(Adapted from The Psychology of Learning, by J.E. Deese)
1. Skim through the assigned reading so that you will know what it is you are to read.
2. Next, read the text carefully. Do not forget that many important ideas are presented in graphs, diagrams, or maps.
3. As you read, stop now and then and recite to yourself, in your own words, the important ideas in what you have just read.
4. Make brief notes in the margin. These will serve as cues for subsequent self-recitation.
5. Mark important or key passages for later review. (But if you mark too many passages or phrases, it becomes harder to remember which stuff is more important, so be sparing in the use of your highlighter!)
6. Cross-index your lecture notes with the textbook.
1. Prepare for the lecture by reading ahead in the text, according to the course syllabus.
2. Make lots of notes during the lecture. Stay alert and receptive. Try to think ahead of the lecturer.
3. Review the lecture within 24 hours. You tend to forget material, with a "decay half-life" of about one day.
4. Do a weekly cumulative review. Start now on the review for the next test.
5. Work problems. If you really want the grade, do all the assigned problems, then look for other problems in other textbooks.
6. Join a study group. The other people will help reinforce your own learning.
7. See the tutor, the TA, the professor. When in doubt, ask!
8. For study aids, stress reduction, and so on, check with the campus counseling center.
9. Make up a "rehearsal" test, maybe with your study group. Take it, and see how you do.
(Adapted from How to Solve It, by G. Polya)
What are the data? What is the unknown? Identify conditions or constraints. Draw a figure. Separate various parts of the problem.
Have you seen a problem like this before? If so, how did you solve that problem?
Do you know a related problem? How was it solved? Can you adapt those methods to this problem?
Try to restate the problem, to make it similar to one you have already seen.
As you work out the problem with your plan, check each step. Can you see clearly that the step is done correctly?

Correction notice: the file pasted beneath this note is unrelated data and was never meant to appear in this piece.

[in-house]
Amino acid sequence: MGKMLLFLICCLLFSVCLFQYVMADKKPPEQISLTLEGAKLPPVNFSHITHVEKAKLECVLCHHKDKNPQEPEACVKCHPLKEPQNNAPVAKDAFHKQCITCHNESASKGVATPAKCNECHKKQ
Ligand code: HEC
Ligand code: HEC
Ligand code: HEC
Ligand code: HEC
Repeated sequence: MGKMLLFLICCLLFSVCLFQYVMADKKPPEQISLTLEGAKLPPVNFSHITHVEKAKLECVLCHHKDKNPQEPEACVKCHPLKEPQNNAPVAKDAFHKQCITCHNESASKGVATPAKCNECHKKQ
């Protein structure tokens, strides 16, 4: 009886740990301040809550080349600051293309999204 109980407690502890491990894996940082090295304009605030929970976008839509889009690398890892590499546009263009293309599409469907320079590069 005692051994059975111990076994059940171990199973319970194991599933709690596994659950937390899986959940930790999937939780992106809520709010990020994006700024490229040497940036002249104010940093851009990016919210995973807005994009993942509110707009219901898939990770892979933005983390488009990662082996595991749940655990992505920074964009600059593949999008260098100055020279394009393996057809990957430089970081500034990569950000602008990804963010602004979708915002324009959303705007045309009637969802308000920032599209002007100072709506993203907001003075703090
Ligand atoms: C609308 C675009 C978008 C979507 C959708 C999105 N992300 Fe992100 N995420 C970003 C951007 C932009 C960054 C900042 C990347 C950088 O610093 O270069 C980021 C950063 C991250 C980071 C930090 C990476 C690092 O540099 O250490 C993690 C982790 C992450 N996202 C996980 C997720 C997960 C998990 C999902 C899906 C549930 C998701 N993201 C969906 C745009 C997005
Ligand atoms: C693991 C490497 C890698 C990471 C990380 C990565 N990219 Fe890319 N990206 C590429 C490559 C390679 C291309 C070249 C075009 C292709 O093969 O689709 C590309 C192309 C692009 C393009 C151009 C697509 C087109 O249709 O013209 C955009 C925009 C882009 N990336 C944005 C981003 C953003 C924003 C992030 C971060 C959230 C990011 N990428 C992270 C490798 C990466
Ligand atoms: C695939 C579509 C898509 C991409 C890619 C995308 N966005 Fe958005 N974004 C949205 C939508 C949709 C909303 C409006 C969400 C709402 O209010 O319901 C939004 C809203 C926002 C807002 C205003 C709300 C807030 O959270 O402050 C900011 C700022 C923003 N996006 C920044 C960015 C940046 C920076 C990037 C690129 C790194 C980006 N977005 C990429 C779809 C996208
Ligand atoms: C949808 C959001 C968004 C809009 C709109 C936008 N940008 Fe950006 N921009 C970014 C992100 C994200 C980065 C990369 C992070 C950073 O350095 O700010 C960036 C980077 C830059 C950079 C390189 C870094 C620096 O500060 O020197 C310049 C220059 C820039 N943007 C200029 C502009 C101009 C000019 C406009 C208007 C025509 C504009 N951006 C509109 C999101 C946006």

Can you check the final result? What about the argument?
Can you get the result by another route?
Can you use the result or the method for some other problem?
Does the answer "make sense"? Does it agree with your experience and intuition? If not, is there some key reason why not?
To produce facts, lists, names labels, tables, definitions, descriptions, reproductions.
Key words: recall, identify, describe, define, list, name memorize, match, tell who, tell what, fill in the blank
To produce a summary, interpretation, translation, extrapolation.
Key words: summarize, paraphrase, translate, explain, interpret, write a short answer
To produce an application, performance, product, illustration, demonstration, lesson, model, map, diary.
Key words: apply, show, make, illustrate, demonstrate, teach, use, tell how to
To produce a comparison, contrast, outline, chart, graph, plan, causal analysis.
Key words: compare, contrast, classify, categorize, dissect, distinguish, determine, tell why, deduce, investigate
To produce a design, prediction, hypothesis, invention, formula, solution, synthesis, project.
Key words: design, predict, hypothesize, invent, create, solve, compose, combine, infer
To produce an evaluation, opinion, verdict, judgment, editorial, critique, recommendation, decision, or diagnosis.
Key words: evaluate, rate, assess, judge, editorialize, choose, critique, grade, decide, diagnose, determine value